Brett Kavanaugh dissent shows how far he’ll go to side with the boss over workers

It’s starting to look like a requirement of being nominated to the Supreme Court by Donald Trump is having at least one gratuitously, ludicrously anti-worker dissent in your record. Neil Gorsuch had the frozen trucker, and as for Brett Kavanaugh, Dave Jamieson offers a candidate. Kavanaugh was the lone dissenter on a case in which a company was found to have created a spin-off company solely for the purpose of busting its union.

In the case, Island Architectural Woodwork, a unionized company, created Verde Demountable Partitions, which was non-union. Verde operated from an Island-owned building, used the same equipment, and was run by the daughter of Island’s chief executive. It was a thin fiction:

According to court filings, Island provided Verde with free equipment and rent but didn’t even bother to document its dealings with the supposedly separate company until after it was subpoenaed.  

As the appellate court later noted, “Island made no formal valuations of its assets before handing them off to Verde” ? an unusual move if the two companies were disconnected as they claimed.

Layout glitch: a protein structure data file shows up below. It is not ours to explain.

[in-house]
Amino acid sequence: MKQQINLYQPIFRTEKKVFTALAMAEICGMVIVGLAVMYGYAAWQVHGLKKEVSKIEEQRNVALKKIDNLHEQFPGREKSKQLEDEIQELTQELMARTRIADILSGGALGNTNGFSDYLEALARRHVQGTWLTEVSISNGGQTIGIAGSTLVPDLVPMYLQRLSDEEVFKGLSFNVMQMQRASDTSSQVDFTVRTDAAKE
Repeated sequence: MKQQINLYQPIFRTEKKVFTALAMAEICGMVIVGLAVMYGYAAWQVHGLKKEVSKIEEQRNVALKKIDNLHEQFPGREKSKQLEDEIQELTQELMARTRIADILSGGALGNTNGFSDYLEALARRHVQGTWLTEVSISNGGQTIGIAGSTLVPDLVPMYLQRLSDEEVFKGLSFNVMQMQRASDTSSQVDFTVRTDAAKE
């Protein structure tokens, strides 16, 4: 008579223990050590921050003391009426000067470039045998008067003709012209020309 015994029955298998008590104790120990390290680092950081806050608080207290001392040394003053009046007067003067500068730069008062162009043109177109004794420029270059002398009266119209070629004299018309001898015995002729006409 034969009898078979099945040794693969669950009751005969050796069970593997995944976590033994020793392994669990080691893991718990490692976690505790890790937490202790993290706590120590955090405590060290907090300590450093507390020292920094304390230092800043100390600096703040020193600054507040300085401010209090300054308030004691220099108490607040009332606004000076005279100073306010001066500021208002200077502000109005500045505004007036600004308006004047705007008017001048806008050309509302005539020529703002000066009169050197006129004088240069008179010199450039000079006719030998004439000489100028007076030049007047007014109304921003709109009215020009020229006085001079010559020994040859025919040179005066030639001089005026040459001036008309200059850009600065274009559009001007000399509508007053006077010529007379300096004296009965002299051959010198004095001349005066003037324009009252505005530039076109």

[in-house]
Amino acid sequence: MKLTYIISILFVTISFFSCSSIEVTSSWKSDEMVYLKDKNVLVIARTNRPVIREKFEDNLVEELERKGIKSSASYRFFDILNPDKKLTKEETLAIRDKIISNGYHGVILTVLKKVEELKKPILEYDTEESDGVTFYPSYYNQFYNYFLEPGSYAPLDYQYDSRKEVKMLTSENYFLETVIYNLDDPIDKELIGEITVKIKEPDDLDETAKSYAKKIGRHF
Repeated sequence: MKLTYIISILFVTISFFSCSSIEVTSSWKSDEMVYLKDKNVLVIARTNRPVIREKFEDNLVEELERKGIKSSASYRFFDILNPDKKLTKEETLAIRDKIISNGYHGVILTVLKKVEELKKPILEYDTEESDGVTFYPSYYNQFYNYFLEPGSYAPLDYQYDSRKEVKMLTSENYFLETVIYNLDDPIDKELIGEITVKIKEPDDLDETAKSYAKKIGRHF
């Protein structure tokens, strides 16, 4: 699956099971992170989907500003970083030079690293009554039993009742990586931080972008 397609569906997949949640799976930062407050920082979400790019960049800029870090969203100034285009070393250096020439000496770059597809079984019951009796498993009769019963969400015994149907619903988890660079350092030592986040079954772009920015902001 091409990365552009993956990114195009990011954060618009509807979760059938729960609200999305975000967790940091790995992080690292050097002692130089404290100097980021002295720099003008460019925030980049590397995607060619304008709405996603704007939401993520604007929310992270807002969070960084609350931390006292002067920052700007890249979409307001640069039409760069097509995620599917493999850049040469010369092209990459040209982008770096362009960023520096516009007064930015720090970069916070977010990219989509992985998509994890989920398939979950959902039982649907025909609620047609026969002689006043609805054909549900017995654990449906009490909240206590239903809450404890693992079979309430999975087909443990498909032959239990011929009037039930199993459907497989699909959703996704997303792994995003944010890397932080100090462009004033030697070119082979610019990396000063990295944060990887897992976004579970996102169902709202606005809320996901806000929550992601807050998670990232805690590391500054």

On top of all that, Island’s president, Edward Rufrano, tried to make it a condition of a new contract for Island’s workers that their union sign away its right to organize the Verde workers. But to Kavanaugh, this wasn’t enough to show that Verde existed to avoid worker organizing:

“The Board … seems to have found something shady in the fact that Verde was started and primarily owned by two daughters of Island’s primary owner,” Kavanaugh wrote, making it clear he saw no such shadiness.

What would make Kavanaugh see something done by a business owner as shady? 

This blog was originally published at DailyKos on August 15, 2018. Reprinted with permission.

About the Author: Laura Clawson is labor editor at Daily Kos.

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Madeline Messa

Madeline Messa est étudiante en troisième année de licence à la faculté de droit de l'université de Syracuse. Elle est diplômée en journalisme de Penn State. Grâce à ses recherches juridiques et à ses écrits pour Workplace Fairness, elle s'efforce de fournir aux gens les informations dont ils ont besoin pour être leur meilleur défenseur.